Police arrested five adult relatives who lived in the house with Mallo. They later pleaded guilty to a range of charges that included sexual abuse, child abuse and neglect.
Castelle also noted that at the time of the murder, Mallo's brain functioned at the capacity of a child half his age.
Castelle said this week that he will file a motion in early December, asking Webster for some type of reduction to Mallo's sentence. In 2010, Castelle filed a similar motion that asked the judge to consider keeping Mallo in the juvenile system past his 18th birthday. The judge has the power to sentence Mallo as a juvenile, despite his technical transfer to adult status, Castelle said.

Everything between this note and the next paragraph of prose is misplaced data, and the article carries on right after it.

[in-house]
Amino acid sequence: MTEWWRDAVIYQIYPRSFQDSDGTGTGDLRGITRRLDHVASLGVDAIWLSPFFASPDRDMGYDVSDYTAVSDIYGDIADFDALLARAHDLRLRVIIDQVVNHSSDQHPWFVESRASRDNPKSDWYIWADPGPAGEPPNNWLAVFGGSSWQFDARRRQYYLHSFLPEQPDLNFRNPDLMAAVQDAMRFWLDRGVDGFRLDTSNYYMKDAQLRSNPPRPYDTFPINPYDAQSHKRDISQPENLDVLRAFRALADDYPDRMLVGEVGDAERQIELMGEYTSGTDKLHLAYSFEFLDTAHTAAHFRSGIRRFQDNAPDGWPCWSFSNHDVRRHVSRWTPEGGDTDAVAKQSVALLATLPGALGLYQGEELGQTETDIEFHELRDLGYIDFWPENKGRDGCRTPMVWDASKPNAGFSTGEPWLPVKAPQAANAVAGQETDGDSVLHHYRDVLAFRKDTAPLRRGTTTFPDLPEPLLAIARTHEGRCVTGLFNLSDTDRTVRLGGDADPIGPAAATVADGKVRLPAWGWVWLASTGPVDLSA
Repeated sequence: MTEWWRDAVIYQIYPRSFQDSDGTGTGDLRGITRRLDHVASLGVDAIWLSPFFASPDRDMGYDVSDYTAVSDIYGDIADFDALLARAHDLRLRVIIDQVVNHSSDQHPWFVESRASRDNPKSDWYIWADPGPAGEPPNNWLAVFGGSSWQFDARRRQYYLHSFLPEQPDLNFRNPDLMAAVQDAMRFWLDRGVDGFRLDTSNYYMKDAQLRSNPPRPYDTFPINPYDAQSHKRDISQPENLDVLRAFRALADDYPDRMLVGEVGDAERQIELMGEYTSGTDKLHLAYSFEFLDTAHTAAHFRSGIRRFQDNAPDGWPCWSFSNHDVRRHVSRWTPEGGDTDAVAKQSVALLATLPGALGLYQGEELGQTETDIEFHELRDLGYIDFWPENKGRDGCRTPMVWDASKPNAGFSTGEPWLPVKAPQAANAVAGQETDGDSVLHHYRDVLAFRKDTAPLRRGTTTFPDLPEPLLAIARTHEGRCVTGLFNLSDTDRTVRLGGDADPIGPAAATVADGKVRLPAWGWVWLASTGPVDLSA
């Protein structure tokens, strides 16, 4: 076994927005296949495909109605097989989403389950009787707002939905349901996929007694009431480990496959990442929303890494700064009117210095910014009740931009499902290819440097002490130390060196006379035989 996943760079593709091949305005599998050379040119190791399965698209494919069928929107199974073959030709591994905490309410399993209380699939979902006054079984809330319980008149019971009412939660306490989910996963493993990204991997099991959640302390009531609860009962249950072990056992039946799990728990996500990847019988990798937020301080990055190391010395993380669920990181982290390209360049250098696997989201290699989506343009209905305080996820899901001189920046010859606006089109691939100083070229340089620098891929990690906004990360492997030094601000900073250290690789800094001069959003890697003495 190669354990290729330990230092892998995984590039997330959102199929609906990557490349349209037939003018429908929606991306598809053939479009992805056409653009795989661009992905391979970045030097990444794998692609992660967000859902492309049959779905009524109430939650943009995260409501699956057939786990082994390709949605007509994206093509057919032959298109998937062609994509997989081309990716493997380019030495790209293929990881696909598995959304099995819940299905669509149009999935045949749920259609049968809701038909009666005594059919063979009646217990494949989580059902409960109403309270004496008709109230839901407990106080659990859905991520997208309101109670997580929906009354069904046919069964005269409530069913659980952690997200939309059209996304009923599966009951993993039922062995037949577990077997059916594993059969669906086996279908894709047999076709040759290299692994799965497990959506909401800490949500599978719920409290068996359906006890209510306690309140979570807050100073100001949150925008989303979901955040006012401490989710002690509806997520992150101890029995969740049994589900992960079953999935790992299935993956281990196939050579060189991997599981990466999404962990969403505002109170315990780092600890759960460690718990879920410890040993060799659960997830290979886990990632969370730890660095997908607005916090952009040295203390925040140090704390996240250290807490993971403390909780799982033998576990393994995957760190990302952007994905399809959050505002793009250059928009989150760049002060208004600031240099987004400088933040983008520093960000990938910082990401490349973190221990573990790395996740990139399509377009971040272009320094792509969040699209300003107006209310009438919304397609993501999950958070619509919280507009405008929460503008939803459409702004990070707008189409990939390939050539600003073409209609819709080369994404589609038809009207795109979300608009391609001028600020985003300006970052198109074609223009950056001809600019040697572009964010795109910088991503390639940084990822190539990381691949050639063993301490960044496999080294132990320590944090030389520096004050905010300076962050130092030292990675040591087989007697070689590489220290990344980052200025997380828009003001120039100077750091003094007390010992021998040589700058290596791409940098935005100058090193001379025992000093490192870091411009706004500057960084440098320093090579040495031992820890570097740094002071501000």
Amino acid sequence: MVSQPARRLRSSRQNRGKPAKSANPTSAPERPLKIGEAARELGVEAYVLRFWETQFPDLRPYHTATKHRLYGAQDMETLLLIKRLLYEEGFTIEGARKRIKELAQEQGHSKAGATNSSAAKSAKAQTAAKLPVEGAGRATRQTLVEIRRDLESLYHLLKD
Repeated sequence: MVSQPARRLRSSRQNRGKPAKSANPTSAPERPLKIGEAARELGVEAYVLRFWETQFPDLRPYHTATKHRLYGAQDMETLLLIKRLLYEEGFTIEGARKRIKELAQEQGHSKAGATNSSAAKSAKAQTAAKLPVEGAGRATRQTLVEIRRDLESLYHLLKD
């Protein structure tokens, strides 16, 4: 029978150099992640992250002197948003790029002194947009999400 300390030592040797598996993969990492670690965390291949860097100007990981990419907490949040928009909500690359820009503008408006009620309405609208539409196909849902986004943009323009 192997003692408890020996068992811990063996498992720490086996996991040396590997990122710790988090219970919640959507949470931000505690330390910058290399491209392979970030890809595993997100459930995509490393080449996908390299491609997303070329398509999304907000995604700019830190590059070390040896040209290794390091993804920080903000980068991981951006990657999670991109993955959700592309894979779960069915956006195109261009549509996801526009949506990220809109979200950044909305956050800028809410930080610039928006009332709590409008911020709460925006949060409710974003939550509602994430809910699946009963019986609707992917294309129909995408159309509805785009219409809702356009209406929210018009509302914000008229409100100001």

If Webster chooses to sentence Mallo as an adult, then she has the option to sentence him to any number of years between the 10- to 40-year range statutorily required for second-degree murder.
"It is deeply inappropriate to confine an abused juvenile for years, or even decades, in an adult penitentiary for behavior that was, in essence, the result of a treatable medical condition brought on by years of abuse," Castelle said.
In June 2009, Mallo was yelling in front of his house, angry that some kids had made fun of him, when Phares told him to quiet down, according to previous Gazette reports.
Enraged, Mallo later entered Phares' home and stabbed her as many as 35 times with a black-handled pocketknife. Police said that he nearly decapitated the woman with the knife. Detectives said at the time that the murder was the most disturbing crime they had ever investigated.
Reach Zac Taylor at Zachary.tay...@wvgazette.com or 304-348-5189.